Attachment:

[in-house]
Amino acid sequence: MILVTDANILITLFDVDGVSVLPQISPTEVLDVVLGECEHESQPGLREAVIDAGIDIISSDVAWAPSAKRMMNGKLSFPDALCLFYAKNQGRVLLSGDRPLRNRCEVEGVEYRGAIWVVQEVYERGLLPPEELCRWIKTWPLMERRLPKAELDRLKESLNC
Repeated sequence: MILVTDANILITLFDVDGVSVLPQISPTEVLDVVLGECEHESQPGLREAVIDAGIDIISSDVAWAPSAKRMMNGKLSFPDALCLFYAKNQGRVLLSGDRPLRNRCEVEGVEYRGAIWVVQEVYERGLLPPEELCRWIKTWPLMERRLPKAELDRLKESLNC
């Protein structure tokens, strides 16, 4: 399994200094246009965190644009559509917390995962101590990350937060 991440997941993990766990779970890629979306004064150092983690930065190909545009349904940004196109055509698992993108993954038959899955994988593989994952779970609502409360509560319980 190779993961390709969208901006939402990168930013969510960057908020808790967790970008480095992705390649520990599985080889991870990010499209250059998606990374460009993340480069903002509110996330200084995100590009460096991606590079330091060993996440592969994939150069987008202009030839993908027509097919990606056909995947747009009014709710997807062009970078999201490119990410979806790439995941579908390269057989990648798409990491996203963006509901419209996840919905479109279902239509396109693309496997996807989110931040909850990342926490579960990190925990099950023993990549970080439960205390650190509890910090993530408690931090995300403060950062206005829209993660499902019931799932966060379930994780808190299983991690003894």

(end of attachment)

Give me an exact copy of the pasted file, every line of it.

[in-house]
Amino acid sequence: MILVTDANILITLFDVDGVSVLPQISPTEVLDVVLGECEHESQPGLREAVIDAGIDIISSDVAWAPSAKRMMNGKLSFPDALCLFYAKNQGRVLLSGDRPLRNRCEVEGVEYRGAIWVVQEVYERGLLPPEELCRWIKTWPLMERRLPKAELDRLKESLNC
Repeated sequence: MILVTDANILITLFDVDGVSVLPQISPTEVLDVVLGECEHESQPGLREAVIDAGIDIISSDVAWAPSAKRMMNGKLSFPDALCLFYAKNQGRVLLSGDRPLRNRCEVEGVEYRGAIWVVQEVYERGLLPPEELCRWIKTWPLMERRLPKAELDRLKESLNC
């Protein structure tokens, strides 16, 4: 399994200094246009965190644009559509917390995962101590990350937060 991440997941993990766990779970890629979306004064150092983690930065190909545009349904940004196109055509698992993108993954038959899955994988593989994952779970609502409360509560319980 190779993961390709969208901006939402990168930013969510960057908020808790967790970008480095992705390649520990599985080889991870990010499209250059998606990374460009993340480069903002509110996330200084995100590009460096991606590079330091060993996440592969994939150069987008202009030839993908027509097919990606056909995947747009009014709710997807062009970078999201490119990410979806790439995941579908390269057989990648798409990491996203963006509901419209996840919905479109279902239509396109693309496997996807989110931040909850990342926490579960990190925990099950023993990549970080439960205390650190509890910090993530408690931090995300403060950062206005829209993660499902019931799932966060379930994780808190299983991690003894």